News Archive

Betty Nostrand, Editor
Molly Fisher and Ann Rivenes, Publisher

Co-President's Letter

It's definitely autumn season now, with the first rain behind us, the chill is in the air and the leaves are turning beautiful colors of red, yellow and orange. Pumpkins that were planted last spring at the Eden Project Organic Garden are sitting on the front porch. I'm busy raking the leaves that fell from the last storm and adding them to the compost pile. I look forward to next spring when I get to add this compost to my spring garden. Compost -- It's always a wonderful display of the circle of life. Once I get my spring bulbs planted I'll settle in for the winter and get cozy with the garden catalogs and dream of next spring. What are you going to do, plant a winter garden, a tree or some hedges? Or is it time to start planning for the holidays? There's always the Sensory Garden and the new project taming the roses in the Livermore Hansen Park calling for us gardeners.

Karen Abbruscato , co president

November noodling the garden

.........we've had a pretty good rain as I write this but possibly not wet deep enough to be really good for planting bulbs in the ground. I like to aim for getting them in on Thanksgiving weekend and Christmas at the latest but always remember plant the bulbs sometime - they definitely will not bloom in the bag! Sprout maybe, but not bloom. Of course if you are planting them in containers as I do you can really do it anytime. I know that if I don't have them planted by early December the schedule will get so hectic that it will be late, late Dec. or Jan. before it is done. If you need to chill tulip bulbs you need to get on it because they really want a month in the refrigerator, and of course you know not to have apples in there at the same time because the gas given off by the apples will stunt the blooms of the tulips. I don't chill my hyacinths or daffodils and they seem to do just fine.

.........Fall is here and "fall" seems to be the operative word if you have trees around your house. Discouraging to get everything all tidied up and then have a breeze undo it all. I just wish the leaves would all fall at once but if you have a variety of trees the "fall" just seems to go on and on. Beds do need to be cleared out and perennials cut back, deadheaded, divided, etc. but sometimes if you wait until early January you only have to do it once. The basic thing to remember in cleaning out planting beds and areas is to work from top to bottom (on fences, arbors, etc.) and then back to front or otherwise you are cleaning out the same area over and over again as more debris falls where you have just cleaned. Try to get perennials cut back before new growth starts so you can just whack the whole top off and not worry about eliminating the new growth. It is a good time to put down compost after you've cleaned so that the winter rains can wash the nutrients from the compost down into the soil. Just be sure not to get the compost or mulch so close to the stem of the plant or shrub that it will rot if it remains wet all winter. Leave at least 2-3 inches around the base of the plant.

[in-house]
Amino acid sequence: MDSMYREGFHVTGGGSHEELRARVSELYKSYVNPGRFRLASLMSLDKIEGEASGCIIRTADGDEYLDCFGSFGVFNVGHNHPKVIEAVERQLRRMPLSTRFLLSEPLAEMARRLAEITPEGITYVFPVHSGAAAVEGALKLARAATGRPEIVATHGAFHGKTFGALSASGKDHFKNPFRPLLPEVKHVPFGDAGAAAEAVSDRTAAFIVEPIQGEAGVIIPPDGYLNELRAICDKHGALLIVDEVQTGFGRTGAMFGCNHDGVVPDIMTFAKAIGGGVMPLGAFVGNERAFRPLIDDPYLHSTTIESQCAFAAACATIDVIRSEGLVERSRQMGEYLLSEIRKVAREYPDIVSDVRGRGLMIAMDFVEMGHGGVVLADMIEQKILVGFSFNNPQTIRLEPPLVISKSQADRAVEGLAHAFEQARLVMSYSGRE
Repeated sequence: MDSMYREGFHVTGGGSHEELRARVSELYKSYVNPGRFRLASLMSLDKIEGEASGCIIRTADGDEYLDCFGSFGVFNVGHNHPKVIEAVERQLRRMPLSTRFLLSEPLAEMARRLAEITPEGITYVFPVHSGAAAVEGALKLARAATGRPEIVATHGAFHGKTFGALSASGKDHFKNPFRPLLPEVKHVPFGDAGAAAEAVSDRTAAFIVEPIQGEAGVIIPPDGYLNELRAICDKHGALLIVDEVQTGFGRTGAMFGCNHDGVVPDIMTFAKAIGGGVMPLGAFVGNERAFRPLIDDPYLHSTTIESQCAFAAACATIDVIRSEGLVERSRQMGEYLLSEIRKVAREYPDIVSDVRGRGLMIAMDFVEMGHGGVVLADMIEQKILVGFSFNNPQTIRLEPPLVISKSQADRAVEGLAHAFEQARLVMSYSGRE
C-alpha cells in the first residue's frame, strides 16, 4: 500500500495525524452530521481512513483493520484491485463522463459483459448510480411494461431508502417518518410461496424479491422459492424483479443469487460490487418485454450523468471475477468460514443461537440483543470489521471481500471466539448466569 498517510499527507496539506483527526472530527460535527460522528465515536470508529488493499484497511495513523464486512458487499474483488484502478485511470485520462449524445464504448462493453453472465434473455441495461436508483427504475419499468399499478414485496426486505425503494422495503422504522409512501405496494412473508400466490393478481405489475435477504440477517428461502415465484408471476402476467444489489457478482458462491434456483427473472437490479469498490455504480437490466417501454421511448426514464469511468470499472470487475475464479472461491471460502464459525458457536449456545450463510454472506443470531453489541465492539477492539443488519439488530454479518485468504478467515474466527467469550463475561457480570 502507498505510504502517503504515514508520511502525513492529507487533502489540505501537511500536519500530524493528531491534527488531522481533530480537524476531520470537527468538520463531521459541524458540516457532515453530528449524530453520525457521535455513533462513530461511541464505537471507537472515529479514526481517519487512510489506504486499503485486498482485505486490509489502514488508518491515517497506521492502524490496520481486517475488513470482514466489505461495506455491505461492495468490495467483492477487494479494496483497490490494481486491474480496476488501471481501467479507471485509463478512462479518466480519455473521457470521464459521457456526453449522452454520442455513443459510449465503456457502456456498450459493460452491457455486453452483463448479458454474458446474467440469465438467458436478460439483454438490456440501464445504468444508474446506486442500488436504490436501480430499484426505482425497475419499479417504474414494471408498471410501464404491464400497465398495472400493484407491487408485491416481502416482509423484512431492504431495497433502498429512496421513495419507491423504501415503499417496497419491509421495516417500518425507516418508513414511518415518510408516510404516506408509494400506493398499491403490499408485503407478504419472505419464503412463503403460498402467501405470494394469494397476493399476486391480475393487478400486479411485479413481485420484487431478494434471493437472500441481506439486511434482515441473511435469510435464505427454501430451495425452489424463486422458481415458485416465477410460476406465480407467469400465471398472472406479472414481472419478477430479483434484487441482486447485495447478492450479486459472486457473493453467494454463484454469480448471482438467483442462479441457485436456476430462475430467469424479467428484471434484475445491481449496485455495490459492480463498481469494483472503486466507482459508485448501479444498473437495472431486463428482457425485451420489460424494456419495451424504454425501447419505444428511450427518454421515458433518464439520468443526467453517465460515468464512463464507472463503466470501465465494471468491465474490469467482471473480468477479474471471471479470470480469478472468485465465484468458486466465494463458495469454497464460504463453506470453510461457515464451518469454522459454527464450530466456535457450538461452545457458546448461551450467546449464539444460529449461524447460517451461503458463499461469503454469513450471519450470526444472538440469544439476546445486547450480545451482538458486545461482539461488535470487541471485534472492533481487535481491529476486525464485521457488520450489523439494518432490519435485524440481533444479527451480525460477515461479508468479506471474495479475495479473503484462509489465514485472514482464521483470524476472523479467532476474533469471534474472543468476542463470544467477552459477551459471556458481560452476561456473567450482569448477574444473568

.........if we have a wet winter, remember to knock down all those basins that you built up during spring and summer to keep water in because you don't want the plant to sit in water now. This is especially true of most Mediterranean plants that are so popular now. Lavenders and many Australian plants that need excellent drainage are happiest if planted on a slight mound so the water drains away from their roots.

.........if we have a dry winter remember also that many "drought tolerant" plants will survive during a drought but really do perform better with some water. They are tolerant of dry weather but happier with some moisture. is the time to shape up and prune to shape any evergreens that you have.

.........twist off excess camellia buds for bigger blooms.

.........cut chrysanthemum stems to 3 inches from the soil. thankful we live in such a wonderful place to garden!!

The Meaning of Garden Club Work

  • For some it means the actual gardening, hands in the soil, body in the sun and a vision of color and fragrance and form.
  • To some it means the use of flowers as a medium of artistic expression.
  • To some it means an opportunity to serve their community by turning the ugly places into beauty spots.
  • To some it is a spiritual experience, whereby they may serve God through their gift of flowers to the churches and hospitals and the lonely forlorn.
  • To a few, it means the challenge of leadership and personal ability in the group.
  • To a very few, it is meaningless, a name on the membership list and a sometime attendance.
  • But to many it means making friends, meeting with the old and mingling with the new.
  • Garden club work is as complex as the unfolding of a rose and as simple as the face of a daisy. It is social. It is spiritual. It is political. It is educational. It is scientific, It is the way of life.

The author is unknown, reprinted by the Iowa Federation as found in the Luther Burbank District 1990-1991 yearbook.

Livermore Valley Garden Club (LAVGC) serving the Tri-Valley: Dublin, Livermore, Pleasanton, Sunol, and San Ramon